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Brain exam reveals former Patriots RB Mosi Tatupu likely had CTE

A brain exam performed on deceased former NFL running back Mosi Tatupu revealed that the longtime Patriots player likely suffered from the brain disease chronic traumatic encephalopathy, known as CTE.
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A brain exam performed on deceased former NFL running back Mosi Tatupu revealed that the longtime Patriots player likely suffered from the brain disease chronic traumatic encephalopathy, also known as CTE, according to the Boston Globe.

Tatupu's ex-wife, Linnea Garcia-Tatupu​, donated part of his brain tissue to the CTE Center at Boston University last year. In October, center director Dr. Ann McKee found "fairly widespread deposits" of tau protein in the tissue examined, a symptom associated only with CTE.

No test or method currently exists that can identify CTE in the living. The degenerative disease, thought to result from the type of repetitive head injuries common in football, causes symptoms such as memory loss, aggression, depression and erratic behavior, among others.

Garcia-Tatupu told the Globe that Tatupu grew aloof and forgetful and eventually began drinking heavily toward the end of his NFL career, which lasted from 1978-91. The behavioral changes led to the end of the couple's marriage. Tatupu died in 2010 at the age of 54.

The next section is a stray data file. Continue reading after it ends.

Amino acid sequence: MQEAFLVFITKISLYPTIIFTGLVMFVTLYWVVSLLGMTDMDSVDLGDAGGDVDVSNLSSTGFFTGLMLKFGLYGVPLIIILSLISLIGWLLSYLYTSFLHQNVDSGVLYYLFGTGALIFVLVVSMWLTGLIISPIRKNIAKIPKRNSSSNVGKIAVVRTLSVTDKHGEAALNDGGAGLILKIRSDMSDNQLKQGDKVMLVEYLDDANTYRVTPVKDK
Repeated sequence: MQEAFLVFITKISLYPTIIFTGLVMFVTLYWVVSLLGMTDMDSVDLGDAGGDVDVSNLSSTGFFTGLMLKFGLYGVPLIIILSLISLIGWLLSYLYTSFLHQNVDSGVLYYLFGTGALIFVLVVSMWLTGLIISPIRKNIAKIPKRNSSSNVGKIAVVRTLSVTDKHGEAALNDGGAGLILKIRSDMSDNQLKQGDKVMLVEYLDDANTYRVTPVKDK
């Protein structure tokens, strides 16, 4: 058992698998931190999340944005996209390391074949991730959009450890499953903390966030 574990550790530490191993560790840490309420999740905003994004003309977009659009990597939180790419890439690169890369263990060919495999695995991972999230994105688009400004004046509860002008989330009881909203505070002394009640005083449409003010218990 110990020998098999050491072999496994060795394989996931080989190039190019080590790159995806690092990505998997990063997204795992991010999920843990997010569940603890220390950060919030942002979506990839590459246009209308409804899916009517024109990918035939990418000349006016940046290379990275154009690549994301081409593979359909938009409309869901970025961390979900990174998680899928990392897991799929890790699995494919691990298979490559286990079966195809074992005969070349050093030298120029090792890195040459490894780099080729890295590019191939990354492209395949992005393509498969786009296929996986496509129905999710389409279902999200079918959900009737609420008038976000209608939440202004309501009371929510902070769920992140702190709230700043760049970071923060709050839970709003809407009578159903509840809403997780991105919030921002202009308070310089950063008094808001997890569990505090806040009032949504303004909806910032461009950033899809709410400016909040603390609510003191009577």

“To this day, I can’t stand the sound of the equipment hitting together,” said Garcia-Tatupu. She worries their 32-year-old son, Lofa, a former linebacker who played six seasons for the Seattle Seahawks, may develop the disease.

“If I knew then what I know now, would I have encouraged Mosi’s dream? Would I have encouraged Lofa’s dream?” Garcia-Tatupu said. “I wouldn’t have. The risk is not worth the reward.”

Signs associated with CTE have been found in the brains of multiple former NFL players over the past half-decade, including Junior Seau, who committed suicide in May 2012, and Jovan Belcher, who shot and killed his girlfriend before later killing himself in December 2012. 

Scrutiny over the NFL's handling of player safety has increased in recent years due in part to increased research surrounding CTE and head injuries. 

The NFL has faced multiple lawsuits relating to player safety in the past several years, most notably one from more than 4,000 retired players that  claimed the league knew more about the dangers of head injuries than it let on. A revised settlement for the lawsuit was approved last summer.

After playing collegiately at USC, Tatupu played for the Patriots from 1978-90, making one Pro Bowl. He played his final season for the Los Angeles Rams.

Ben Estes